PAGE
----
Sponsored
Sponsored
Martin Scorsese directed The Wolf of Wall Street.

I read both books, supposedly autobiographical, allegedly written by Belfort. In 50 years of covering financial fraud, I have found few people as repugnant as Belfort. In a rehab session, he introduces himself: “Hi, my name is Jordan, and I’m an alcoholic, a Quaalude addict, and a cocaine addict. I’m also addicted to Xanax and Valium and morphine and Klonopin and GHB and marijuana and Percocet and mescaline and just about everything else, including high-priced hookers, medium-priced hookers, and an occasional streetwalker.”

Yet, throughout the book, he talks about how much he loves his wife (his second, and they have since divorced) and his children, even though he romped with prostitutes in Switzerland while illegally stashing money in that tax haven, crashed a helicopter and sank an expensive yacht while high on drugs, drove his car through the garage with his daughter in the front seat, and shoved his wife down a flight of stairs. The government said he stole $200 million but only asked him to pay back $110 million. He has not done so, according to the Brooklyn United States attorney’s office.

The movie is said to be true to the book, with more than 500 uses of the word “fuck.” I refuse to see it, not because of the endless profanity, but because DiCaprio is playing the role of a self-professed scumbag who is clearly proud of his thefts.

Gary Weiss wrote a series of stories in the 1990s exposing the practices of stock-market boiler rooms.

Back in the late 1990s, Elgindy was one who helped blow Belfort’s vile stock-market scams out in the open. By tape-recording phone calls with Belfort, Elgindy could show that Belfort, who had been banned from the stock-brokerage business, was still swindling innocent victims — in fact, had a concealed interest in a brokerage Elgindy ran. The tapes were provided to the Federal Bureau of Investigation and to Gary Weiss of Business Week (now Bloomberg Businessweek), who wrote a blockbuster series in the late 1990s about stock-market boiler rooms and the junk they foisted on naive people and how the whole rancid business was heavily infiltrated by the Mafia.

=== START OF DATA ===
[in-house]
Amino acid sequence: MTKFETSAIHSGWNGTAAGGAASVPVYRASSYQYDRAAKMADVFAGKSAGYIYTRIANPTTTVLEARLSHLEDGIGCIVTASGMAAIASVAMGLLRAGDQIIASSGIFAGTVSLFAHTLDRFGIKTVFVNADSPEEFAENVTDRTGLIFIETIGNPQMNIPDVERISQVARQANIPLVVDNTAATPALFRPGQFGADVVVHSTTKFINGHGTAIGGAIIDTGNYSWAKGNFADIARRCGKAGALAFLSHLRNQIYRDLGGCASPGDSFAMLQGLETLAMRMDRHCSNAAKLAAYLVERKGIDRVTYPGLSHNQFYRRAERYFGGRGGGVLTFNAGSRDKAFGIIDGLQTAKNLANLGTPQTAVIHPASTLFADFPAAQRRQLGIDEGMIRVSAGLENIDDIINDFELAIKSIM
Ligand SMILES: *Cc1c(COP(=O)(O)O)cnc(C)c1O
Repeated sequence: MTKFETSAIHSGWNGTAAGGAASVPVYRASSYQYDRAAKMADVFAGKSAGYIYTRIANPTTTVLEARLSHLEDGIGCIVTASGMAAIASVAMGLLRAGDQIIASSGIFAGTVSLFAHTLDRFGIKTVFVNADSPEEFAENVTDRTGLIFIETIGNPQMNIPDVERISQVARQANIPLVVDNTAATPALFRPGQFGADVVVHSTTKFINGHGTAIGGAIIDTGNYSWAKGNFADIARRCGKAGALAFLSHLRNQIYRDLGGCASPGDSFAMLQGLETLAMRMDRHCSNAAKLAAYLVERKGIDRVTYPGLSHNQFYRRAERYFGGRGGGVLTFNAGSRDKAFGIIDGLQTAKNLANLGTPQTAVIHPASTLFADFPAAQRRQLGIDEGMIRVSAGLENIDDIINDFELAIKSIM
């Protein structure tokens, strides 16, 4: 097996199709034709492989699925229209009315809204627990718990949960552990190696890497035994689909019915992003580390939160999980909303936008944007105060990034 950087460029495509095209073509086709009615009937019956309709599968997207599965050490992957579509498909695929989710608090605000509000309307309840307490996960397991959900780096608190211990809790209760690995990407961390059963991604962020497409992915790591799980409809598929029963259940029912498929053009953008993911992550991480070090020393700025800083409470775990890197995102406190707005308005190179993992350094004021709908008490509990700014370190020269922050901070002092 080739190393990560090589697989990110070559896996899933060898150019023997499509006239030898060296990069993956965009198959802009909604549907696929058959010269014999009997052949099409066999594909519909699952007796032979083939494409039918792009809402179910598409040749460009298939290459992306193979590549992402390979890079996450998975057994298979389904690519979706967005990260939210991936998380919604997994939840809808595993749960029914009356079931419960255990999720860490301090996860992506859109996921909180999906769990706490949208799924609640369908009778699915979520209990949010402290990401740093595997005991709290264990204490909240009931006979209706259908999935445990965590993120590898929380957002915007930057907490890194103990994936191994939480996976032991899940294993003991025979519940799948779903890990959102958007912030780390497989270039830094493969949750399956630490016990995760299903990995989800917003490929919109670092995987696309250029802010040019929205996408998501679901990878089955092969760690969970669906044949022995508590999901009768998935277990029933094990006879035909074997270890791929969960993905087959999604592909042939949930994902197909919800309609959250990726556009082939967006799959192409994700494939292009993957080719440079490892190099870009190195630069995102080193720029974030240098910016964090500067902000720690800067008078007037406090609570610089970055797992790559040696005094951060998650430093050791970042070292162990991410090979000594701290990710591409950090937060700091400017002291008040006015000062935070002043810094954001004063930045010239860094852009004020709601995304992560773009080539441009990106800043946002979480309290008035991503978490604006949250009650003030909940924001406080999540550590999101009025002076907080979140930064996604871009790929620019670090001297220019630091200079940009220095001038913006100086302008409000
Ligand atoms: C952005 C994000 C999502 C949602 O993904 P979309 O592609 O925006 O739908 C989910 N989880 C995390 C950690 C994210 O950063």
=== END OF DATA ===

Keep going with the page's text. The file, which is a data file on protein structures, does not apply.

To the best of his recollection, Elgindy believes he was betting that Belfort’s garbage stocks would go down while Belfort’s maggoty salespeople were trying to talk them up.

Belfort cofounded and ran perhaps the slimiest of the boiler rooms that dumped worthless penny stocks on naifs through high-pressure sales. Its name was Stratton Oakmont. (The names of many such pump-and-dump brokerages read like a list of British royalty — Monroe Parker, Hanover Sterling, Armstrong McKinley, ad nauseam.) In his halcyon days, Belfort was raking in $50 million a year. As Weiss pointed out, in 1994 Stratton agreed to pay Belfort $180 million if he would not compete with his firm, which he was leaving. The deal was signed one week before Belfort was banned from the securities business. Hmmm...